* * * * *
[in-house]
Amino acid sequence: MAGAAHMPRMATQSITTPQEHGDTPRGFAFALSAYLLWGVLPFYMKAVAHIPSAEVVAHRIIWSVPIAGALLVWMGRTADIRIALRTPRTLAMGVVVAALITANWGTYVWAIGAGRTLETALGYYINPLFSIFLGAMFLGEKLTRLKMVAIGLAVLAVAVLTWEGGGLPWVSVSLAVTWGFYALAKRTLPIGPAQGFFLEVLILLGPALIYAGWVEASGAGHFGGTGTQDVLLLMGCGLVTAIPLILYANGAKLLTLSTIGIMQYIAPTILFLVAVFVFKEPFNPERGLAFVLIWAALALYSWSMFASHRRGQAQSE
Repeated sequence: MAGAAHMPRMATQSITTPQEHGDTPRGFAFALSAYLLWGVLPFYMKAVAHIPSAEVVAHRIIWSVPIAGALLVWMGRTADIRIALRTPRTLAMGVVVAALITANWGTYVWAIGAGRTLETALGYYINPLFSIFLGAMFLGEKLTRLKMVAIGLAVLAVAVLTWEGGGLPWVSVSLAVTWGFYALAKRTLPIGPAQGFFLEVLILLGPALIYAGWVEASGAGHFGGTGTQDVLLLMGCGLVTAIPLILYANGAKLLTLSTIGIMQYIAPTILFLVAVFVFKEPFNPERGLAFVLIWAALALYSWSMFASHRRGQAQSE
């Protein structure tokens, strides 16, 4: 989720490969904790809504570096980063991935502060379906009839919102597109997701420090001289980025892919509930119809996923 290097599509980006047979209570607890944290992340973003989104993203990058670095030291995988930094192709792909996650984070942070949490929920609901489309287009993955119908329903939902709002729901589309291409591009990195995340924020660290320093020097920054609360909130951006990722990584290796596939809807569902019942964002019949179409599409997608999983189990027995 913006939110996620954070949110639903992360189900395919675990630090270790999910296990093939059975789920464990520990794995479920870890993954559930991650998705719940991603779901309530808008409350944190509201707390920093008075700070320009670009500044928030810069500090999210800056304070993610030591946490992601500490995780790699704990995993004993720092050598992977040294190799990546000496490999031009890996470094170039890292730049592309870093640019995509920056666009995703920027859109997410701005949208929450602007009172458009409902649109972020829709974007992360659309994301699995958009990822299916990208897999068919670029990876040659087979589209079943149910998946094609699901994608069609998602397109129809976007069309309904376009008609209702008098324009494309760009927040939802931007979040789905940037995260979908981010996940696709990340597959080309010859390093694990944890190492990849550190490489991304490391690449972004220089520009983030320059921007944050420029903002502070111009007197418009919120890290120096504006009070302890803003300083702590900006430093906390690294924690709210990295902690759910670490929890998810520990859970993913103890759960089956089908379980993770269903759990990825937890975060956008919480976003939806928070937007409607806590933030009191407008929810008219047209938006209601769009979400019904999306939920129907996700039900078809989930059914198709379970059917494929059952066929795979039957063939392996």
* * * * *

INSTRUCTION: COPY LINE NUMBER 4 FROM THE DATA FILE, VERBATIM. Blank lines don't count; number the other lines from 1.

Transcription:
């Protein structure tokens, strides 16, 4: 989720490969904790809504570096980063991935502060379906009839919102597109997701420090001289980025892919509930119809996923 290097599509980006047979209570607890944290992340973003989104993203990058670095030291995988930094192709792909996650984070942070949490929920609901489309287009993955119908329903939902709002729901589309291409591009990195995340924020660290320093020097920054609360909130951006990722990584290796596939809807569902019942964002019949179409599409997608999983189990027995 913006939110996620954070949110639903992360189900395919675990630090270790999910296990093939059975789920464990520990794995479920870890993954559930991650998705719940991603779901309530808008409350944190509201707390920093008075700070320009670009500044928030810069500090999210800056304070993610030591946490992601500490995780790699704990995993004993720092050598992977040294190799990546000496490999031009890996470094170039890292730049592309870093640019995509920056666009995703920027859109997410701005949208929450602007009172458009409902649109972020829709974007992360659309994301699995958009990822299916990208897999068919670029990876040659087979589209079943149910998946094609699901994608069609998602397109129809976007069309309904376009008609209702008098324009494309760009927040939802931007979040789905940037995260979908981010996940696709990340597959080309010859390093694990944890190492990849550190490489991304490391690449972004220089520009983030320059921007944050420029903002502070111009007197418009919120890290120096504006009070302890803003300083702590900006430093906390690294924690709210990295902690759910670490929890998810520990859970993913103890759960089956089908379980993770269903759990990825937890975060956008919480976003939806928070937007409607806590933030009191407008929810008219047209938006209601769009979400019904999306939920129907996700039900078809989930059914198709379970059917494929059952066929795979039957063939392996």